Time to revise my goals

Yesterday marked the first official/proper publication of one of my stories. That’s ten months since I started to try writing as more than just a bit of fun, so I thought I’d talk a bit about how it’s been so far and what comes next.

As with so many people, I’d like to write a novel. I’ve had the same story growing in the back, and front, of my mind for a good number of years now, but turning that idea into the final product always seemed too daunting. In fact, even getting started seemed too daunting. So, at the start of the year, when I finally kicked myself up the butt, I began reading around how to write, and one bit of advice that resonated was that you can’t (or at least shouldn’t) expect to jump right in without first learning the tricks of the trade, and a great way to do this was by short story writing. And so it was that the novel got put on hold before it’d really been taken off hold (sniff of fear and procrastination, maybe?) and I began scribing short stories.

I set myself the goal of getting some (clearly defined goal if ever I saw one) stories published in decent markets by the end of the year, and quietly expected to do this quite easily. It isn’t easy! I wrote a lot and started submitting to carefully chosen markets, and got rejected. This was disappointing, but I selected another market and tried again. Important lesson here: focus on quality when you’re writing, but when it comes to submitting, go for quantity—good markets reject even good stories, so chances are slim. Maximise your chances by submitting more. Along the way I also learned about the less favourable markets that are only there to mess you around (Avid Writers, who were the source of this excited post, then disappeared before publishing anything).

I set myself the goal of 1000 words a day, which seemed reasonable and was recommended by some authors I’d researched. Here is something I still have to work on. I’m a slow writer. Really slow. I worry about every word, sentence, paragraph and page. I go back over them, and try to pick the perfect expression first time. I’m quite aware that a far better way to do things is just splurge it all down then edit it, and I think I’m pretty good on the editing side. Nevertheless, I’m still facing this problem of slow writing—something I need to work on.

Another goal I had which has proven hard to achieve is creating more than I edit. This was easy at the beginning, when I had less content. Now, with 27 pieces logged in The Submission Grinder, and about an equal number in various states of construction, repair or disrepair, it’s pretty hard to find any time to write new things due to all the editing and submitting rejected pieces to new markets. Something I’ve recently tried is realising when a piece actually isn’t that great, and so sending it to less picky markets (with the goal of getting it out of the way quicker). I’ve also retired a couple of stories that I am unsure are worth the effort.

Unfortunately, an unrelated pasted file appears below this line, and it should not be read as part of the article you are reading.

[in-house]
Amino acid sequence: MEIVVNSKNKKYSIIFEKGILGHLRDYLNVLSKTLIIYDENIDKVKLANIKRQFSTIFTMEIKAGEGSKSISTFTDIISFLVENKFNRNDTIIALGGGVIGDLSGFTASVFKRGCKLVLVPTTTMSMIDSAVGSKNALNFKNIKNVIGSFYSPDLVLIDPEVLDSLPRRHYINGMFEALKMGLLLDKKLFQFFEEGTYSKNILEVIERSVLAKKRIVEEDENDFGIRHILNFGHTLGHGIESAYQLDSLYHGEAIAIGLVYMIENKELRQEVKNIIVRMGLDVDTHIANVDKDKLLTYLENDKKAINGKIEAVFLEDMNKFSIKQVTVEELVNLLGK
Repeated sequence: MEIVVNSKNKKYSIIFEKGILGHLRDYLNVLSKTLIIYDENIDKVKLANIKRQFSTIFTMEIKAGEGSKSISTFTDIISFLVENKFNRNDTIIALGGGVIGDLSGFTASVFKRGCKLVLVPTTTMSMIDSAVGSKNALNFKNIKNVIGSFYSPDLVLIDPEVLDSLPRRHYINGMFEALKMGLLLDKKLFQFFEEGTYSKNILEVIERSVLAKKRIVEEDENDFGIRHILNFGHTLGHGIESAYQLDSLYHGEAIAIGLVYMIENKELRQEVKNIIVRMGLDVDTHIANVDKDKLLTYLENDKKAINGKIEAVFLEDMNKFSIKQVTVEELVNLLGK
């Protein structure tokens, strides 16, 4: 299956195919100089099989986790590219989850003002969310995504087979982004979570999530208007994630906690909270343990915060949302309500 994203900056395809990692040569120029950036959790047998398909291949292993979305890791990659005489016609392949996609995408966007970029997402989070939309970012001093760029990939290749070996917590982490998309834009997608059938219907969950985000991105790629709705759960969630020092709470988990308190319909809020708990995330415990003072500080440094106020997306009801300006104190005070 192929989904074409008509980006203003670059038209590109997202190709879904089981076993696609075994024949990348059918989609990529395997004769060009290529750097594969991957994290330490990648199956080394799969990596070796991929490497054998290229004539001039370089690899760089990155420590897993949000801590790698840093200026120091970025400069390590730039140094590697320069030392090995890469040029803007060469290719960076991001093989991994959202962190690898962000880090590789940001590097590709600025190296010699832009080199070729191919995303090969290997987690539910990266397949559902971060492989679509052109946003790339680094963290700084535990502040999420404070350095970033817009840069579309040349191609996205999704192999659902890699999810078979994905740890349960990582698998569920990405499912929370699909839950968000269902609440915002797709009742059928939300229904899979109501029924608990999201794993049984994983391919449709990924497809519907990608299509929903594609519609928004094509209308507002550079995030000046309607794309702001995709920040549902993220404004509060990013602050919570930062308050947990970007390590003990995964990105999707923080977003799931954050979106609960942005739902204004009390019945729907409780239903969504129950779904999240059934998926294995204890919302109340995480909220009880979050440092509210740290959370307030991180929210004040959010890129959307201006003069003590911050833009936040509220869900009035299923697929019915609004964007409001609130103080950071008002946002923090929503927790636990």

Going back to that initial goal of improving my writing, though, I am happy to say that I really have done this. Well, maybe. I’ve learned a lot, mostly about what not to do, and I’m now better able to look at my work and think ‘Oh yeah, I’m doing something I shouldn’t be again.’ Anyway, I do feel that my dialogue, pace, removal of waffle, simplicity of language, character development, inclusion of interesting conflict, etc has improved a lot. Learning these things has been my favourite part of the process so far.

To finish off for today, I’m going to give my new goals. I’m feeling tired of writing super short stories , and also think it’s time to face the difficulty that is planning and holding together a longer work. That’s why, from now on, I’m shifting my focus to novelettes and novellas—still not too long (Novelette = 7,500-20,000 words; Novella = 20,000-50,000 words), but long enough to require a plan. And, in the meantime, I’ve got two or three of my short stories that I still think are really good, and still hope to find a top-tier home for.

The pipeline to publication

I’m fascinated by the process a story goes through from idea to the final product. Firstly inside the author’s head, including their interactions with the world on the way to forming the idea into what they attempt to get onto the paper, and then the sculpting that comes after that through repeated edits to chisel off the rough bits and emphasise the fine features.

But also, there’s the process a story goes through after it’s been submitted. Recently, I’m doing a LOT of submissions. To begin with I thought it’d be one or two, then it’d be accepted (silly me), then just turning them round when they were rejected, but right now I’m taking advantage of markets that allow simultaneous submissions so I can have multiple subs for the same story at different places.

Looking at the market stats on Submission Grinder, response time for different markets vary from 1 to around 200(!) days, so what do they do in this time? Obviously, there are very different models out there, and the model the market employs must also be dependent on the volume of submissions they receive. Actually, I’m familiar with the pipeline from submission to publication in scientific journals, as that’s where I work, but I was pleasantly surprised recently to find a fiction magazine that had dedicated a page to laying this process out… and also pleasantly surprised to see that it isn’t all that different to the way we do it at work!

Here is the page, provided by Empyreome, and also including the percentages for the different kinds of response they send out, and the typical wording of each.